Tax Reform Watch: Planning for Deductions, Contributions and C Corps– December 01, 2017 by Tracy Monroe

On November 16, 2017, the House of Representatives passed their version of a tax reform bill, and, as of this post, we are waiting on the final vote today that will more than likely pass the Senate bill. The conference committee that comes next faces a significant amount of work to reconcile the differences between the two and to present one unified bill for the President to sign. While both bills have effective dates of January 1, 2018, or beyond for most provisions, there is an opportunity now to start planning for provisions that will likely make the final cut.
 
Both bills reduce the amount and type of itemized deductions that can be claimed. State and local tax deductions, miscellaneous itemized deductions and medical expenses are all likely to be non-deductible after the end of 2017. We have been recommending that taxpayers consider prepaying these amounts by year-end if they do not otherwise lose the benefit of the deduction through the operation of the alternative minimum tax (AMT).
 
Another likely outcome of tax reform is that more people will claim the standard deduction instead of itemizing. As a result, taxpayers should consider whether they should increase their 2017 charitable contributions or establish a donor-advised fund to facilitate prepaying several years of charitable gifts and claiming the standard deduction in the future. Donating appreciated securities is a tax-efficient manner through which to fund charitable deductions.
 
Another aspect of tax reform we are starting to plan for now is how the new regime relates to pass-through entities and if C Corporations will become more attractive. Each bill has a different perspective as to how to provide tax relief to businesses operating as flow throughs. In the House bill, a 25% tax rate will apply to passive owners of flow-through businesses, while active owners of flow-throughs will need to do some additional analysis. Income related to personal service businesses will be subject to ordinary income rates, while income from other flow-through activities will be considered 70% active and 30% passive. Only the passive portion qualifies for the lower rate in the bill’s safe harbor. There is also a formula approach to split the income, but first impression is that the 30% safe harbor will apply to most business owners. The Senate bill provides for a 17.4% deduction instead of a special tax rate but contains the same complexity of only having passive income qualify for the deduction.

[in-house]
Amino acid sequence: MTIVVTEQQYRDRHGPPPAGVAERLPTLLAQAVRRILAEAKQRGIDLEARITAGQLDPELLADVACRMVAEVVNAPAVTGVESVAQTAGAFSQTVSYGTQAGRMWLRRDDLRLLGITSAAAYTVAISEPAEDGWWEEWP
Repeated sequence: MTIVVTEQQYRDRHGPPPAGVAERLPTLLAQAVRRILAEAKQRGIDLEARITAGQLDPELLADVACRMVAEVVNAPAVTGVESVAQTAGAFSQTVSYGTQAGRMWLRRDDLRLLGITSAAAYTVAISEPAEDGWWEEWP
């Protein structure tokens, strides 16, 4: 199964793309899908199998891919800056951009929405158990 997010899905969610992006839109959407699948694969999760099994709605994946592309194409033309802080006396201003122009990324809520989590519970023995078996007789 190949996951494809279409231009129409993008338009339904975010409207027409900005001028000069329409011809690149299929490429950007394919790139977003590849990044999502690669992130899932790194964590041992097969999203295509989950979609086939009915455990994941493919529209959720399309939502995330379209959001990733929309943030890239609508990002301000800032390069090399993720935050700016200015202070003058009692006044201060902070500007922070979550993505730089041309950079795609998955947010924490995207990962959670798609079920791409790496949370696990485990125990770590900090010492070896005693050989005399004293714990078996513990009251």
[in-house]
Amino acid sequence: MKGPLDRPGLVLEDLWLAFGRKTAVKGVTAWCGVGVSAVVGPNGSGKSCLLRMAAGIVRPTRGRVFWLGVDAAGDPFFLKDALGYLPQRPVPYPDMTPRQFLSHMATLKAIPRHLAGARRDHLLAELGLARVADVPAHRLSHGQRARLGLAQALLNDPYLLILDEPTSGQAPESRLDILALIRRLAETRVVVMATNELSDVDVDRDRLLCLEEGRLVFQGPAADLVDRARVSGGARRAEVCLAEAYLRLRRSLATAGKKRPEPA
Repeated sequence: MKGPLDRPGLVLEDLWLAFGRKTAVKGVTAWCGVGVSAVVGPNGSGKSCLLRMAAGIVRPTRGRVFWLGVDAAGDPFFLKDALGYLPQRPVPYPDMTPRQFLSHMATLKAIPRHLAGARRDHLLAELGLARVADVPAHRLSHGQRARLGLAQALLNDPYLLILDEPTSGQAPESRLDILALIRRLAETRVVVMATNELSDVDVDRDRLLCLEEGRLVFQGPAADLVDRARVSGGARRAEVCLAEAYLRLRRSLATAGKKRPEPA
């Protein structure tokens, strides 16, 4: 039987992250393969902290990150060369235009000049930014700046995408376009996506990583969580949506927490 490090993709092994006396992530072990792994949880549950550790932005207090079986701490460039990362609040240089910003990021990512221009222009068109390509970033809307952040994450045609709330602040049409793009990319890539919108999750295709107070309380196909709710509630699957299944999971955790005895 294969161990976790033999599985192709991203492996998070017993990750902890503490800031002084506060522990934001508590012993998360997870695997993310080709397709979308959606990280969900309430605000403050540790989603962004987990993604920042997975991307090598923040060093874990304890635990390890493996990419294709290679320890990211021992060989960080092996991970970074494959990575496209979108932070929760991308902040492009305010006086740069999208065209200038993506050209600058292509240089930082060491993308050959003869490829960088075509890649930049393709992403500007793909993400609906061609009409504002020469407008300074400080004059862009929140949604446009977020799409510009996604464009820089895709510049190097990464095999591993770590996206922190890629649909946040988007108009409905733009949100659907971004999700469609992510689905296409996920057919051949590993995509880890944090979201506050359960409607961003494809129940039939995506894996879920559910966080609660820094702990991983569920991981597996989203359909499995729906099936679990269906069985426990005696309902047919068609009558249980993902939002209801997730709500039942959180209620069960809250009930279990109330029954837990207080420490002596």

It appears the effective tax rate for active flow-through business owners in the highest tax bracket is about 34.72% under the House bill and 36.5% in the Senate bill. On the other hand, both bills call for a new tax rate of 20% for C Corporations, begging an interesting question about which structure is “best.” While the 20% corporate rate is enticing, it’s important to note that flow-through owners would need to make a very well thought out and strategic decision as to whether changing their entity structure to a C Corporation makes sense. Businesses will need to evaluate and analyze a number of factors to determine if there is a real benefit to making the switch, including strategies to minimize the impact of the double tax and how to change their structure. One option may be to adopt a hybrid structure. Under this approach, assets that would generate capital gain income (intangibles) are held in a flow-through entity, while operations are conducted in a C Corporation to enjoy the lower tax rate on operating income. Certain situations may provide the opportunity to change status effective back to January 1, 2018, within the first 75 days of 2018. 
 
As we wait for a final bill, we will continue to monitor the situation and study the proposals to develop potential strategies in light of this monumental shift in our tax system. It appears increasingly likely that tax reform will be achieved, with a bill passing both the House and the Senate in the near future. 
 
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Cohen & Company is not rendering legal, accounting or other professional advice. Any action taken based on information in this blog should be taken only after a detailed review of the specific facts and circumstances.